I bought this book in 2016 but hadn’t got around to reading it until it popped up as a kindle daily deal recently and the premise intrigued me. It’s a post-apocalyptic novel set in a near (and distant) future in a world decimated by a virus (!) Lol. It’s actually a good one to read in these covid times as it makes you count your blessings since the virus in this trilogy of novels outright kills 90% of victims and turns the rest into immortal vampire/zombie type creatures.
I’m already reading the second book in the trilogy, since I loved the first one so much! It’s quite a long book, but I was never once bored. The book follows different characters and jumps about in time a bit (over 1000 years actually!) which some reviewers didn’t like, or found confusing, but I did like. Jumping through times and points of view (if done well) is a good way of keeping the narrative fresh and since all the threads were important to the whole story and contributed then they were all worth telling. I had that good feeling of anticipation to get back to a previous thread and find out how that character is doing, while still being totally gripped and invested in what’s happening in the current thread.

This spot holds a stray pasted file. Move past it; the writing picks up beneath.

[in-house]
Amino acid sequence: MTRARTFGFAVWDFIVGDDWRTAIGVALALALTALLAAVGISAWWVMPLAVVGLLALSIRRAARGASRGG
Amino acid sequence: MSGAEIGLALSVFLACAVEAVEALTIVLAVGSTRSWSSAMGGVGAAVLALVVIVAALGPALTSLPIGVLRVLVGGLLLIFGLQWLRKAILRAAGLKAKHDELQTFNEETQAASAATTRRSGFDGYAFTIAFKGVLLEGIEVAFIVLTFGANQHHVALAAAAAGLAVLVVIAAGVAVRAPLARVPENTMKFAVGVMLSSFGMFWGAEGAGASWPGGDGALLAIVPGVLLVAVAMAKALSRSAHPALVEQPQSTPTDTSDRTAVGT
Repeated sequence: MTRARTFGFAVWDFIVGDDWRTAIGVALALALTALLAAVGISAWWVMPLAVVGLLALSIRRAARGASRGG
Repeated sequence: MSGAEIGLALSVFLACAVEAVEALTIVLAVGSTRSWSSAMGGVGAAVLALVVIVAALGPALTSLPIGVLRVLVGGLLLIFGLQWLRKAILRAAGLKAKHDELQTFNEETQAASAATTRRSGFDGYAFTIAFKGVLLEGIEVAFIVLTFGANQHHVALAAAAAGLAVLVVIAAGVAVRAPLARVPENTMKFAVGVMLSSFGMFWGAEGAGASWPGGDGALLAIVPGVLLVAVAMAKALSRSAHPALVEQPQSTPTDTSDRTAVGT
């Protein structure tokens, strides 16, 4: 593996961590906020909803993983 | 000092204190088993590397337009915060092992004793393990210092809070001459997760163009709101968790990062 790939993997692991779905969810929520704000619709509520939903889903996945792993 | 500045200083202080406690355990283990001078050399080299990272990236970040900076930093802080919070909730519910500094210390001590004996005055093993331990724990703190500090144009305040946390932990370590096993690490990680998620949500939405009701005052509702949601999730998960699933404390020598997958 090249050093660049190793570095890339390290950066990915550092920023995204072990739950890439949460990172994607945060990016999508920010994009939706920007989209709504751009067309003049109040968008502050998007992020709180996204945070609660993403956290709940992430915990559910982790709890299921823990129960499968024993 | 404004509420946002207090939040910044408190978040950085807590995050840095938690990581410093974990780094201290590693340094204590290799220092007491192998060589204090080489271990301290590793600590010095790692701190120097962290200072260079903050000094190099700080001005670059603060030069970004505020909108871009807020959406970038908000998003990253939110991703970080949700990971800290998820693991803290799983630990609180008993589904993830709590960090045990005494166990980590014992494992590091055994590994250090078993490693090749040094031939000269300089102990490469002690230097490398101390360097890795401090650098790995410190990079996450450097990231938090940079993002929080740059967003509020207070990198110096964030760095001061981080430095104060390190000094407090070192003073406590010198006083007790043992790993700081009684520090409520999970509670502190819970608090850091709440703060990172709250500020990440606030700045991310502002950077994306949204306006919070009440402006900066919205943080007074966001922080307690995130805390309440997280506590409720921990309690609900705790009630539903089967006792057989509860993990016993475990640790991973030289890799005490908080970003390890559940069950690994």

I thought to myself while reading this that there is nothing about this that I don’t like. The fairly large cast of characters are all well fleshed out and interesting and the plot is intelligent and makes sense. The writer manages to make the tone ultimately uplifting and optimistic without being unrealistic or sickly sweet. The book reminds me of one of my favourite films: I Am Legend (staring the gorgeous Will Smith), as the viral creatures are similar to the vampires in that movie, and in both stories the virus is brought about by man tampering with nature ( In I Am Legend, with the lofty intent of curing cancer, but in this book with the more sinister motive of using a modified existing virus to create ultimate strong self-healing soldiers).
I’m finding it hard to sleep at the moment, since I’m furloughed from work and don’t have the tiredness brought on by an honest day’s work, but reading this book into the wee small hours is actually a big compensation!